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South Africa’s Upper House of Parliament, the National Council of Provinces (NCP), on Tuesday approved the controversial National Minimum Wage (NMW) Bill which will be sent to President Cyril Ramaphosa for assent.
The Parliament said the NCP approved the bill without amendment.
The bill, which Minister of Labour, Mildred Oliphant, introduced in November 2017, aims to provide for a NMW and the establishment of a commission with clear functions and composition for implementation, Parliament spokesperson Moloto Mothapo said.
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The National Assembly (Lower House of Parliament) had earlier approved the bill and referred it to the NCP. Once signed by Mr Ramaphosa, the bill will become law.
The bill sets 3,500 rand (about 243 U.S. dollars) per month or 20 rand (about 1.4 dollars) per hour for over six million working people in the country.
Trade unions have lambasted the NMW as “slavery wage,” saying the working class cannot make both ends meet with the meagre NMW.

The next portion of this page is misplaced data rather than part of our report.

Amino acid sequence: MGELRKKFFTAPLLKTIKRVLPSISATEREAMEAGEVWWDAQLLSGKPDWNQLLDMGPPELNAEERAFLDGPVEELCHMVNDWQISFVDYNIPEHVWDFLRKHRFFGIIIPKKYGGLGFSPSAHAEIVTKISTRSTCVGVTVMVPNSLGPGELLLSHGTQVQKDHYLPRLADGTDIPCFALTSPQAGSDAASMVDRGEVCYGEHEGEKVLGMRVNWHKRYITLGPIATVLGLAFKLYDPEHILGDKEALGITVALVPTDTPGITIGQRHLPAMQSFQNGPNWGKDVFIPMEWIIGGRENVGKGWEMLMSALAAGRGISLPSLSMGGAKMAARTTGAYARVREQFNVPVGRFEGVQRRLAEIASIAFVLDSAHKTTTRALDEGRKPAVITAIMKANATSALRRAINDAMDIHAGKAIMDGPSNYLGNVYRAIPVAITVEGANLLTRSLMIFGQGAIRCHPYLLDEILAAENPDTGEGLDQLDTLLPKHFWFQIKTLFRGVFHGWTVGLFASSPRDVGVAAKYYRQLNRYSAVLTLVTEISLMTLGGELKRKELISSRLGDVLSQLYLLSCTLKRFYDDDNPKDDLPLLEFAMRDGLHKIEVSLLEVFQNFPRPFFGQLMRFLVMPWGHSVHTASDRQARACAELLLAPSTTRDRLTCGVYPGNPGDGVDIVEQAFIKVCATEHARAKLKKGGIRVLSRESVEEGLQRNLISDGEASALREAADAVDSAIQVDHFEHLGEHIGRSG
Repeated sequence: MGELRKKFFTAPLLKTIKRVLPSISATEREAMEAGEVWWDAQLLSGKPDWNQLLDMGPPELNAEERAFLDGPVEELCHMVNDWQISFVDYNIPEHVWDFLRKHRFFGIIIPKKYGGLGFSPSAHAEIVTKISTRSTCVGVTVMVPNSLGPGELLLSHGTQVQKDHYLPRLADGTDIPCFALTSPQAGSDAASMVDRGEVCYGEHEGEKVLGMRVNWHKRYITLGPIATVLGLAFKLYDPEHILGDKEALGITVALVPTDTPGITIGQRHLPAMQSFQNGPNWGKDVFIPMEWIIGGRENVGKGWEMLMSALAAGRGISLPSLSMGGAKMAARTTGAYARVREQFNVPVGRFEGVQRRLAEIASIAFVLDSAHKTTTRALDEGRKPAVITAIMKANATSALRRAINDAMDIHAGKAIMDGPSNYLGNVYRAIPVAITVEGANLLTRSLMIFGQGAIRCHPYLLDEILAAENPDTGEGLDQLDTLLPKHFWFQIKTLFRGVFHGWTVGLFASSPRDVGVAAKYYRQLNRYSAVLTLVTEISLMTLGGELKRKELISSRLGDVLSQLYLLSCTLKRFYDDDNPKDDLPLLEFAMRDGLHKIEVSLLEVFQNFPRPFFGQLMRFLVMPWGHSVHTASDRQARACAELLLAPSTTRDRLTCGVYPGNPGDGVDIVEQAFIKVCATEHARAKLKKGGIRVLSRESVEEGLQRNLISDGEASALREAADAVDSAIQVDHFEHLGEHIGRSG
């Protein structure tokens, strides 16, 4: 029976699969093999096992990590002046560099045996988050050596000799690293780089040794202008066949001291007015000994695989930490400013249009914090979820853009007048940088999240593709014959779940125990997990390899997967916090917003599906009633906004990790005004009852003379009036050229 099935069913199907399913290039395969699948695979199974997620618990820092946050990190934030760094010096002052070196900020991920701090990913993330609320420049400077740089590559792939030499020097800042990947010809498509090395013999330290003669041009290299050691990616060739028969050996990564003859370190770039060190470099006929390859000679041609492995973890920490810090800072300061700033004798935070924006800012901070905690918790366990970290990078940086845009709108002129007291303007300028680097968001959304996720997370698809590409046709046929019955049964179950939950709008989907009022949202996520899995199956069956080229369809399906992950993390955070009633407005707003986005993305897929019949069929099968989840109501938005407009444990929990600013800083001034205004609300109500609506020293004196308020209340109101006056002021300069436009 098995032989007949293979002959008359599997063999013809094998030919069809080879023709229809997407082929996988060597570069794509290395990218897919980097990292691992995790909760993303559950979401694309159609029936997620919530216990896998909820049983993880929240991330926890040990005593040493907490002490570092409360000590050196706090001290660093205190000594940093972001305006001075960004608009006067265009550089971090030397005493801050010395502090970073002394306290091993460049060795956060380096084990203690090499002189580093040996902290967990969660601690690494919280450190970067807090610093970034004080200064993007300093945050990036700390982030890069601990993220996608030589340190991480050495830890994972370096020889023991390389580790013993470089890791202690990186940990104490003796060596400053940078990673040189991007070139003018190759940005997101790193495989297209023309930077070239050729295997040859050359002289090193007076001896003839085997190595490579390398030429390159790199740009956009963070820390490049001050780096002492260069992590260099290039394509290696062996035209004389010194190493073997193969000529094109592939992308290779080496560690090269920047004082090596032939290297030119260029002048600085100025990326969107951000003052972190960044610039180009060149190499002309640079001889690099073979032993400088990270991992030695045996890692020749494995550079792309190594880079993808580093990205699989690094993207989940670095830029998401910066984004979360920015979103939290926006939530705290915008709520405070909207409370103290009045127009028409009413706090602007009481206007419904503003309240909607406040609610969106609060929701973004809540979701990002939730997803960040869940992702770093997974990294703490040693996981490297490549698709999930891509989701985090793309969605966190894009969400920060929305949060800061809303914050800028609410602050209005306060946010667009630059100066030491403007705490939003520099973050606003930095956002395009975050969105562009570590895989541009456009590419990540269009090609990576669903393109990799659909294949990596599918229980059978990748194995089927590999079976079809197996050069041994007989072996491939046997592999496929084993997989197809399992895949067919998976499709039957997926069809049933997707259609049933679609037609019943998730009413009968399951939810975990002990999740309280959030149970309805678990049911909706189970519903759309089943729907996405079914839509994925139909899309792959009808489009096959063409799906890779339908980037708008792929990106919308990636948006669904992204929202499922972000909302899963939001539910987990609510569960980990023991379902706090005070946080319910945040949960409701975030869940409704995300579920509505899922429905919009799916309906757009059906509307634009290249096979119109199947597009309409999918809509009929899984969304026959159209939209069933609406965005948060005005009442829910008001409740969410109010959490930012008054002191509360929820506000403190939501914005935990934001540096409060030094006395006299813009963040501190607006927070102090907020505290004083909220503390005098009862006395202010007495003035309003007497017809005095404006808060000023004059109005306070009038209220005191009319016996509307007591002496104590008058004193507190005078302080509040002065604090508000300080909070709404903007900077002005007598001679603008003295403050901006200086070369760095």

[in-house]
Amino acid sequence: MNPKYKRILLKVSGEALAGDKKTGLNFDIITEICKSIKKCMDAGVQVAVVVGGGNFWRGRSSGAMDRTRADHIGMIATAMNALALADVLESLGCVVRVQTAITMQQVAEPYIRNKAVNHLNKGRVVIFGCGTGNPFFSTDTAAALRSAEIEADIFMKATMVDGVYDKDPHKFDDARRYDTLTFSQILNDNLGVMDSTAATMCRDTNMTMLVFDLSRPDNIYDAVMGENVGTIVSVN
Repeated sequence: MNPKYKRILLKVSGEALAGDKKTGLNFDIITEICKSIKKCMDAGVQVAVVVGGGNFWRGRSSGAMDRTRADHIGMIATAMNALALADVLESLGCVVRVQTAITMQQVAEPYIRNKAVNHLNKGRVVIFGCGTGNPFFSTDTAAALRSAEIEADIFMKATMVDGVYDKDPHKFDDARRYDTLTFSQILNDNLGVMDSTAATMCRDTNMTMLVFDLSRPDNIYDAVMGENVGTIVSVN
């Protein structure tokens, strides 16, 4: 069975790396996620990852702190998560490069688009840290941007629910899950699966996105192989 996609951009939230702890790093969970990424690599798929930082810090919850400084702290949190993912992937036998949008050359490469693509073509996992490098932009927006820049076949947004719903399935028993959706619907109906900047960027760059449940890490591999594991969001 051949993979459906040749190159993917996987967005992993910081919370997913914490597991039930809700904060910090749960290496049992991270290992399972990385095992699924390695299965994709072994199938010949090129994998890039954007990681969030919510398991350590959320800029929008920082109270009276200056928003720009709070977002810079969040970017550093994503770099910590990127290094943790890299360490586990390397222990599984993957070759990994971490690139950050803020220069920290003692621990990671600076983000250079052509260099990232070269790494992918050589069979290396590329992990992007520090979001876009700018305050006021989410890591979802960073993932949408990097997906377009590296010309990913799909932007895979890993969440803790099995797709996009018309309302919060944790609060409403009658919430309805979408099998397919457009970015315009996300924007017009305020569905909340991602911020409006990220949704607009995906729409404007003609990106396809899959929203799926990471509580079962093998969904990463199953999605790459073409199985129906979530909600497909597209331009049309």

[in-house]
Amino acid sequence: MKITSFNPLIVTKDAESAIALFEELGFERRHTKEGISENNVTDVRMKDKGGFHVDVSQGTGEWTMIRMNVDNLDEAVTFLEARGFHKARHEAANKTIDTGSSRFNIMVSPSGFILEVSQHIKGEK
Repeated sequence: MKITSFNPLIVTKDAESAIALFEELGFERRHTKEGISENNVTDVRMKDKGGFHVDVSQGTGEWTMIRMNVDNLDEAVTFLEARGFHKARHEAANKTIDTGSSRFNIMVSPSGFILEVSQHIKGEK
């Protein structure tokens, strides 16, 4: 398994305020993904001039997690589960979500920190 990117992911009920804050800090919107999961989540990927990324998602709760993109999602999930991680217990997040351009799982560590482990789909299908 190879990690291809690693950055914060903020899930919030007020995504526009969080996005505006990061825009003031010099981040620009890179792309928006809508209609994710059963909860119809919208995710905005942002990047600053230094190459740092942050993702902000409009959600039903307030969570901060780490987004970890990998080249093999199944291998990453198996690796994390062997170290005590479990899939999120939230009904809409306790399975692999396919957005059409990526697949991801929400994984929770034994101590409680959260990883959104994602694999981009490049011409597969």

In May, massive protests against the bill took place across the country.
Trade unions have threatened to stage more protests if the NMW wage is not raised to a living wage.
The government says setting the NMW was informed by research and robust analysis of various scenarios and their possible ramifications, not by some idealistic desires.
All social partners have worked hard for nearly three years to reach agreement on the NMW to improve the conditions of millions of poor families, according to the government.
Mr Ramaphosa has pledged to increase the NMW over time in a way that meaningfully reduces poverty and inequality.
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Abiy Ahmed wins the 2019 Nobel Peace Award
Ethiopian Prime Minister Abiy Ahmed won the 2019 Nobel Peace Prize for immersly efforts to end two decades of hostility with longtime enemy Eritrea.
Though Africa’s youngest leader still faces big challenges, he has in under two years in power begun political and economic reforms that promise a better life for many in impoverished Ethiopia and restored ties with Eritrea that had been frozen since a 1998-2000 border war.
“We are proud as a nation,” the prime minister’s office said in a statement, hailing a “collective win for all Ethiopians, and a call to strengthen our resolve in making Ethiopia – the new horizon of hope – a prosperous nation for all.”
It said the prize was meant to recognize “all the stakeholders working for peace and reconciliation in Ethiopia and in the East and Northeast African regions.”
The Nobel Committee’s decision appeared designed to encourage the peace process, echoing the 1994 peace prize shared by Israeli and Palestinian leaders and the 1993 award for moves towards reconciliation in South Africa, said Dan Smith, head of the Stockholm International Peace Research Institute.
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